HCDE 498 A3 Blog


For this project I developed a 2d-3d model of a phone stand that was laser-cut out of mat board and assembled into the final prototype. The base of the structure was modeled using the golden spiral and the rest of the model was created to fit the functionality of a phone stand. The structure easily holds the weight of an iPhone 6 and 6+. Sliding the two side panels closer together allows the stand to fit multiple phone sizes. Additionally the two side panels can be easily pulled apart so the stand can lay flat during transportation.


The accuracy of the laser cutter intrigued me in my initial design ideas because it would be possible to cut out a shape and etch patterns into the prototype that I would not normally be able to create by hand.

My initial concept was to have two pieces of mat board that slid together to form a simple stand that could have an adjustable angle. After doing more research on the capabilities of the laser cutter I decided to focus on creating a design that had more intricate parts. Ultimately I settled on a combination of the golden spiral and my initial concept of using the slits to piece the stand together.

I created my 2D mockup in Rhino and edited the pattern and camera icon in illustrator.

Rhino has some trouble importing models from Illustrator, so there ended up being overlapping lines on the etching. This caused the laser cutter to do multiple passes, which cut the piece into small segments. This problem gave me a lot of experience testing for overlapping lines in rhino, as well as designing models in Illustrator that will function correctly for laser cutting.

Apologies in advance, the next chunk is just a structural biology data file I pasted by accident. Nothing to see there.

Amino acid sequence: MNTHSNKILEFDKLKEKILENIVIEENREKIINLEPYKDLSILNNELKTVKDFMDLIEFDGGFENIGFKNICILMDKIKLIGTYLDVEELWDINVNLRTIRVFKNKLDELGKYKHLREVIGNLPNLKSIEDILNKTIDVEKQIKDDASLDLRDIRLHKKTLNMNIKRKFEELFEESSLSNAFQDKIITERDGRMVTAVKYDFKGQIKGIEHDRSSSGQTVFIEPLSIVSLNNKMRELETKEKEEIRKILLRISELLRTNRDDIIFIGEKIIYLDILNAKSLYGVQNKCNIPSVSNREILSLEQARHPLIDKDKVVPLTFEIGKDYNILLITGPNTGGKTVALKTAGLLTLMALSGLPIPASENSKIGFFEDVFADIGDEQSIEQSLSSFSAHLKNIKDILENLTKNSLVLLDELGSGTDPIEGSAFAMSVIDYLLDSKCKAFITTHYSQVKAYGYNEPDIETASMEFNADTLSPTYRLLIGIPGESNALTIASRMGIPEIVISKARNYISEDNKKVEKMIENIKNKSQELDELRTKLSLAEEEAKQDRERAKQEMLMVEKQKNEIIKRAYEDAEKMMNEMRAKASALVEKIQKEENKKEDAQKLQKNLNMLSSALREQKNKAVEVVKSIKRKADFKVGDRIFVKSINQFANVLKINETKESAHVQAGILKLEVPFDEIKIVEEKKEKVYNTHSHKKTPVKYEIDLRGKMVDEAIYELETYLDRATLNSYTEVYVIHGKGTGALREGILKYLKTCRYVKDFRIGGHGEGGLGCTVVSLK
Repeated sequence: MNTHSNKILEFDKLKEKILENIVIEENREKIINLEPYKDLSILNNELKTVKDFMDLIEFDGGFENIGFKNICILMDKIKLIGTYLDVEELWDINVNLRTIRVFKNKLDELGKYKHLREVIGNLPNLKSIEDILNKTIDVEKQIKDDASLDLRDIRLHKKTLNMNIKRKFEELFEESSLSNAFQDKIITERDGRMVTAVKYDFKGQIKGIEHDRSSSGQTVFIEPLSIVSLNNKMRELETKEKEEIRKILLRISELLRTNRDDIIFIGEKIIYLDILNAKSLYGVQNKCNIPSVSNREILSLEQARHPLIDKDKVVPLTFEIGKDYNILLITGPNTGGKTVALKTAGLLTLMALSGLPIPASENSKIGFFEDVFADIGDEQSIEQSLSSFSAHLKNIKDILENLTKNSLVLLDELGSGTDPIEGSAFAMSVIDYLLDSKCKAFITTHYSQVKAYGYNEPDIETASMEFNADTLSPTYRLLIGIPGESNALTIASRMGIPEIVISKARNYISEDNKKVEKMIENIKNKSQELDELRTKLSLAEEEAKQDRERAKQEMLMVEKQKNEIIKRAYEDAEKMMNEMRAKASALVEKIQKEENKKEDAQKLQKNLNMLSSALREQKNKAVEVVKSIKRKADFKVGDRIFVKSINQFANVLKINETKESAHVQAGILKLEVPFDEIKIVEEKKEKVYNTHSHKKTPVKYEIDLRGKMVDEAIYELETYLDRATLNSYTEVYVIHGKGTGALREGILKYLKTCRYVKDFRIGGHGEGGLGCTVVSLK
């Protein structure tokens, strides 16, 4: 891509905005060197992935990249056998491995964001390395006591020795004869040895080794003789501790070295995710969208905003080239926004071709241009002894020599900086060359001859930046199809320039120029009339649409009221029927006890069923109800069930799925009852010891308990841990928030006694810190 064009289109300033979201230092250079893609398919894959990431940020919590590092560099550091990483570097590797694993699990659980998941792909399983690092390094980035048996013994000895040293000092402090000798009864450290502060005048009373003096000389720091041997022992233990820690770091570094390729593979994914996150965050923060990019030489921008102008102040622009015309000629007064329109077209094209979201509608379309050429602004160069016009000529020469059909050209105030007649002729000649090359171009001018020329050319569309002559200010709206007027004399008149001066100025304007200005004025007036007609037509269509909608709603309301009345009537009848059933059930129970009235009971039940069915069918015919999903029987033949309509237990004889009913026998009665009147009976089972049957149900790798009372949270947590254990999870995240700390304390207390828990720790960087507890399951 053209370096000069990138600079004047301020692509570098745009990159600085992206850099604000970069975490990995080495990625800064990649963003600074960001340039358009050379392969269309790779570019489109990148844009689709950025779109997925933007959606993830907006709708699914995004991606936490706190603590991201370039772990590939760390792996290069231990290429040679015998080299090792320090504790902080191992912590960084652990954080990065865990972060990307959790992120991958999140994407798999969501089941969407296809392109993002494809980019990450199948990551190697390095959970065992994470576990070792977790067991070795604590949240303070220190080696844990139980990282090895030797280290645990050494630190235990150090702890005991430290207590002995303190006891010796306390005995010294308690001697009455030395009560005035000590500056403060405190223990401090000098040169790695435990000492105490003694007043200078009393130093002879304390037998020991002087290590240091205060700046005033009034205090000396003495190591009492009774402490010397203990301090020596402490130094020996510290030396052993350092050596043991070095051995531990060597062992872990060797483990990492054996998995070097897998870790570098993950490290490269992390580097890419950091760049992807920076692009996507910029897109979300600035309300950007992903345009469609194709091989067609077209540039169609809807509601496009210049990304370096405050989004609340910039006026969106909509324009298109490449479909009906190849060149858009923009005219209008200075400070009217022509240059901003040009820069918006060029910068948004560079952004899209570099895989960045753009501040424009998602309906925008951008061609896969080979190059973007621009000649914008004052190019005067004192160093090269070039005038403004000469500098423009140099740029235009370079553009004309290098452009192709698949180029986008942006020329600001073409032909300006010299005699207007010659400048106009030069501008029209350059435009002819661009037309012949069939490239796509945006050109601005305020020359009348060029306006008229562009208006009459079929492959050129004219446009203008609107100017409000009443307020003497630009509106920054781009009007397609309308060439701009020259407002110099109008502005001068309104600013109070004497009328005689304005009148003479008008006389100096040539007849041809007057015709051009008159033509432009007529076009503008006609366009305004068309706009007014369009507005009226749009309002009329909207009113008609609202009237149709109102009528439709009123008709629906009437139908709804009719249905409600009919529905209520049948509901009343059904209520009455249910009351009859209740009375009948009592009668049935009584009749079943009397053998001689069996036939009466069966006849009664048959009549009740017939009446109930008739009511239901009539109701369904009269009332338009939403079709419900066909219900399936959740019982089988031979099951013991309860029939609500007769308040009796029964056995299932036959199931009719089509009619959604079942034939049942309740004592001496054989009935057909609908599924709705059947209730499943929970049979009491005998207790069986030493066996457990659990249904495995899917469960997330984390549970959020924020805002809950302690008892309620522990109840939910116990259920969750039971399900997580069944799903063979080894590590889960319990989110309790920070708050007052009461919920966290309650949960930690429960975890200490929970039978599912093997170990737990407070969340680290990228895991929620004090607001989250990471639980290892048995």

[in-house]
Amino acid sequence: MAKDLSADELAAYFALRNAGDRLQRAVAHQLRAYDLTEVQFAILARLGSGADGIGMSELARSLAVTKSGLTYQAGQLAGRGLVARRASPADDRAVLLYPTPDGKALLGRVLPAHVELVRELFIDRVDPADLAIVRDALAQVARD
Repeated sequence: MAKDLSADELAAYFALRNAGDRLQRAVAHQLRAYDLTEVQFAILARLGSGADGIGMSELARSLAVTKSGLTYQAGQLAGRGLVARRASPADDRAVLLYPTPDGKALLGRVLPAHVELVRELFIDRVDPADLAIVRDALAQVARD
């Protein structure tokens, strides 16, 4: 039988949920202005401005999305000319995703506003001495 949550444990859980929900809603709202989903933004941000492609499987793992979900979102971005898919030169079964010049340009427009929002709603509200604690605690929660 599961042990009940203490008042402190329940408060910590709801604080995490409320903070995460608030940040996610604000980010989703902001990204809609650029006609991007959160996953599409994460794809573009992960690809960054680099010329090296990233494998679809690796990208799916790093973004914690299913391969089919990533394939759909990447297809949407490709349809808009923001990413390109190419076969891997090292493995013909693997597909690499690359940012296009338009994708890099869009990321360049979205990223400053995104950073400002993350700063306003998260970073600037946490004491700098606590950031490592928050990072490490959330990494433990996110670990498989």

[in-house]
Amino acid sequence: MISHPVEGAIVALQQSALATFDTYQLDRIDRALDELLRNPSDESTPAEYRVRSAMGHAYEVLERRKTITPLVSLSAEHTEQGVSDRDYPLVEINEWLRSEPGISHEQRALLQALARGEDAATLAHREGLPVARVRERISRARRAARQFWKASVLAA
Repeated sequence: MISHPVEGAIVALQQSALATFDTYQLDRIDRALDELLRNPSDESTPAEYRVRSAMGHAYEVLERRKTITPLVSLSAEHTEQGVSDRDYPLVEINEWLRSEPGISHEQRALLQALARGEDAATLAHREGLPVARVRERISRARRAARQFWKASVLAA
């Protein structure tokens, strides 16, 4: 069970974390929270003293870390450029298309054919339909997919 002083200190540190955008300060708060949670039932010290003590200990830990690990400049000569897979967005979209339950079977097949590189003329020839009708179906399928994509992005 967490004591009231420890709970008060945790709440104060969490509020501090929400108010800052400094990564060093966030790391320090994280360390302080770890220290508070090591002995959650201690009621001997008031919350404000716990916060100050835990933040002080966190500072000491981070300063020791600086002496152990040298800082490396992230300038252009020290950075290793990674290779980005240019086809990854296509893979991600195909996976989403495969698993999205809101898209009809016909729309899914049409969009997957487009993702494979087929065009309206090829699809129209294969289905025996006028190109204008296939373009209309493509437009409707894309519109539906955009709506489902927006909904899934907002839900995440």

Instead of using the golden spiral as a structural component I would like to have used the geometry for inspiration. I found the final form factor to be a a little over the top, looking more like a sleigh than a phone stand. The beauty of using mat board and a laser cutter to prototype is the speed and small price to take a 2D prototype and develop it into a 3D model. Putting together a physical model gave me a new perspective on the form factor that I would not have been able to experience by examining the 2D model in Rhino. Another change that I would make is the thickness of the mat board that supports the phone. After multiple uses the corners started to bend, and if the prototype were made out of a ridged material the pointy edges could be dangerous. For a 2.0 version of the prototype I plan on creating a more organic and rounded figure for the design, as well as stronger structure to support the phone that has fewer components.

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